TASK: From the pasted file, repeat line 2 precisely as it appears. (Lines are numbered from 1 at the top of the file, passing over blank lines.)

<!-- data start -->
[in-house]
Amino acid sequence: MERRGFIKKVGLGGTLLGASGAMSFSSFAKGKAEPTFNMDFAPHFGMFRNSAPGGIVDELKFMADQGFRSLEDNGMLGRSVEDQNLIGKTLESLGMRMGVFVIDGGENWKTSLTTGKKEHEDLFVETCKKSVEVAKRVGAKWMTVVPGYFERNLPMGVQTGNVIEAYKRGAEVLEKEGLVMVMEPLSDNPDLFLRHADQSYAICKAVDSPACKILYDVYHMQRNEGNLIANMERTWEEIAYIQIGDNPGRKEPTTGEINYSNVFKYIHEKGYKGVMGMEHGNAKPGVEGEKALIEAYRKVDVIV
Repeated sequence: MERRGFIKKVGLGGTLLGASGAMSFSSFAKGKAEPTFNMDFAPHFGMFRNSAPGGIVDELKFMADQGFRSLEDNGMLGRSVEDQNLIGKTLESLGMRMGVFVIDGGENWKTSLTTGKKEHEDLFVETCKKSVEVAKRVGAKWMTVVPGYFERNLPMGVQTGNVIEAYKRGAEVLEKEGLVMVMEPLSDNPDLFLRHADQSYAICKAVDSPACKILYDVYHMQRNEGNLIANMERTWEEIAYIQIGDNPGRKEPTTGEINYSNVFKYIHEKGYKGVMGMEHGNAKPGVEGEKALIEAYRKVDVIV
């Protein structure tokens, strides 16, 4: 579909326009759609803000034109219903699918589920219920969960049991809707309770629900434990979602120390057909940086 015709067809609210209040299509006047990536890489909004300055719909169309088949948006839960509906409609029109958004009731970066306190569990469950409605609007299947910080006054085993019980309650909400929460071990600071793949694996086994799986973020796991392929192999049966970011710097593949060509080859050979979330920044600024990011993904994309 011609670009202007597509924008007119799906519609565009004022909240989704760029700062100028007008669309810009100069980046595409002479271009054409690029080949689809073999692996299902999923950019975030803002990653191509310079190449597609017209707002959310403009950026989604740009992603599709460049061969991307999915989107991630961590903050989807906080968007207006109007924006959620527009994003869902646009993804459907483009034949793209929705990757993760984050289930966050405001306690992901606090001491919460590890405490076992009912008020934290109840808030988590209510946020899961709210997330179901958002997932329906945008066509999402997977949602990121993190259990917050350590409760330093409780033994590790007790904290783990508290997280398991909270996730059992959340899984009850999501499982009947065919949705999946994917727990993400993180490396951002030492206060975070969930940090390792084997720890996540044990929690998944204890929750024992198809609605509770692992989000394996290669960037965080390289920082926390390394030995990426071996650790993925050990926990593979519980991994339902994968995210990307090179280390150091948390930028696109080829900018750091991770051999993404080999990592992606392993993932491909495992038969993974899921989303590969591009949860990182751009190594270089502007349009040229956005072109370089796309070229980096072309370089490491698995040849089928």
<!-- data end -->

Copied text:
Amino acid sequence: MERRGFIKKVGLGGTLLGASGAMSFSSFAKGKAEPTFNMDFAPHFGMFRNSAPGGIVDELKFMADQGFRSLEDNGMLGRSVEDQNLIGKTLESLGMRMGVFVIDGGENWKTSLTTGKKEHEDLFVETCKKSVEVAKRVGAKWMTVVPGYFERNLPMGVQTGNVIEAYKRGAEVLEKEGLVMVMEPLSDNPDLFLRHADQSYAICKAVDSPACKILYDVYHMQRNEGNLIANMERTWEEIAYIQIGDNPGRKEPTTGEINYSNVFKYIHEKGYKGVMGMEHGNAKPGVEGEKALIEAYRKVDVIV